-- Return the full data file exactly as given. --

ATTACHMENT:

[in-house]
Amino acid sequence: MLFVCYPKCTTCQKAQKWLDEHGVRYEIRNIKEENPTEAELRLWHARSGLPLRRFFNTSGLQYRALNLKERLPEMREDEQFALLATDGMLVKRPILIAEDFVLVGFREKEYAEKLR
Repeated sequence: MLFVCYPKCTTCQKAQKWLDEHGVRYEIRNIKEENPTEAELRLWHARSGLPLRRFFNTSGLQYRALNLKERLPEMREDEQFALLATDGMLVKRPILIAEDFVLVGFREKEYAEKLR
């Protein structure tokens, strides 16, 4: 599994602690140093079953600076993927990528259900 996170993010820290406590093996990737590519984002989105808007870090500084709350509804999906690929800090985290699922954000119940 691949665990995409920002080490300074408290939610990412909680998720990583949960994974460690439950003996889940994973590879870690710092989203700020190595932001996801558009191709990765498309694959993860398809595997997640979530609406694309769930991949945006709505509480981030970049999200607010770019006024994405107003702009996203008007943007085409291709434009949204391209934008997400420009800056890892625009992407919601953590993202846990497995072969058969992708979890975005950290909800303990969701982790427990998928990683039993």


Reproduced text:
[in-house]
Amino acid sequence: MLFVCYPKCTTCQKAQKWLDEHGVRYEIRNIKEENPTEAELRLWHARSGLPLRRFFNTSGLQYRALNLKERLPEMREDEQFALLATDGMLVKRPILIAEDFVLVGFREKEYAEKLR
Repeated sequence: MLFVCYPKCTTCQKAQKWLDEHGVRYEIRNIKEENPTEAELRLWHARSGLPLRRFFNTSGLQYRALNLKERLPEMREDEQFALLATDGMLVKRPILIAEDFVLVGFREKEYAEKLR
């Protein structure tokens, strides 16, 4: 599994602690140093079953600076993927990528259900 996170993010820290406590093996990737590519984002989105808007870090500084709350509804999906690929800090985290699922954000119940 691949665990995409920002080490300074408290939610990412909680998720990583949960994974460690439950003996889940994973590879870690710092989203700020190595932001996801558009191709990765498309694959993860398809595997997640979530609406694309769930991949945006709505509480981030970049999200607010770019006024994405107003702009996203008007943007085409291709434009949204391209934008997400420009800056890892625009992407919601953590993202846990497995072969058969992708979890975005950290909800303990969701982790427990998928990683039993």